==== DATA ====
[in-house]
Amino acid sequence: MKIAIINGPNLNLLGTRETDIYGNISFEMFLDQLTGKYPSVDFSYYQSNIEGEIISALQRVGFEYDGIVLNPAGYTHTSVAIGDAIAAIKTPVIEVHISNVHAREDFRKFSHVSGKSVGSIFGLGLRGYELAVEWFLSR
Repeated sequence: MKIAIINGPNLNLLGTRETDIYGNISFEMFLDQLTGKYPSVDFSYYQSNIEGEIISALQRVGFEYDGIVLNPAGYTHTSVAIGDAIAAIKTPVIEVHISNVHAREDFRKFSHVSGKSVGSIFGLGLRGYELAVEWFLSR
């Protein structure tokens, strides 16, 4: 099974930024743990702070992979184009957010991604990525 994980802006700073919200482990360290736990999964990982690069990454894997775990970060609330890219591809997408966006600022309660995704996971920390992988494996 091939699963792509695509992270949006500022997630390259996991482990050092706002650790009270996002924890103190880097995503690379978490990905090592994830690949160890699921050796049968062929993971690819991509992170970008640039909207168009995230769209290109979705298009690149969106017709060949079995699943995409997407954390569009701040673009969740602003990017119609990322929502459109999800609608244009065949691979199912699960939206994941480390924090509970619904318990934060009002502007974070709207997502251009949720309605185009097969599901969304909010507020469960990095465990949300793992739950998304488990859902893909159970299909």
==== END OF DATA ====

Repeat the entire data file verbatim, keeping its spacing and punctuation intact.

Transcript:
[in-house]
Amino acid sequence: MKIAIINGPNLNLLGTRETDIYGNISFEMFLDQLTGKYPSVDFSYYQSNIEGEIISALQRVGFEYDGIVLNPAGYTHTSVAIGDAIAAIKTPVIEVHISNVHAREDFRKFSHVSGKSVGSIFGLGLRGYELAVEWFLSR
Repeated sequence: MKIAIINGPNLNLLGTRETDIYGNISFEMFLDQLTGKYPSVDFSYYQSNIEGEIISALQRVGFEYDGIVLNPAGYTHTSVAIGDAIAAIKTPVIEVHISNVHAREDFRKFSHVSGKSVGSIFGLGLRGYELAVEWFLSR
């Protein structure tokens, strides 16, 4: 099974930024743990702070992979184009957010991604990525 994980802006700073919200482990360290736990999964990982690069990454894997775990970060609330890219591809997408966006600022309660995704996971920390992988494996 091939699963792509695509992270949006500022997630390259996991482990050092706002650790009270996002924890103190880097995503690379978490990905090592994830690949160890699921050796049968062929993971690819991509992170970008640039909207168009995230769209290109979705298009690149969106017709060949079995699943995409997407954390569009701040673009969740602003990017119609990322929502459109999800609608244009065949691979199912699960939206994941480390924090509970619904318990934060009002502007974070709207997502251009949720309605185009097969599901969304909010507020469960990095465990949300793992739950998304488990859902893909159970299909």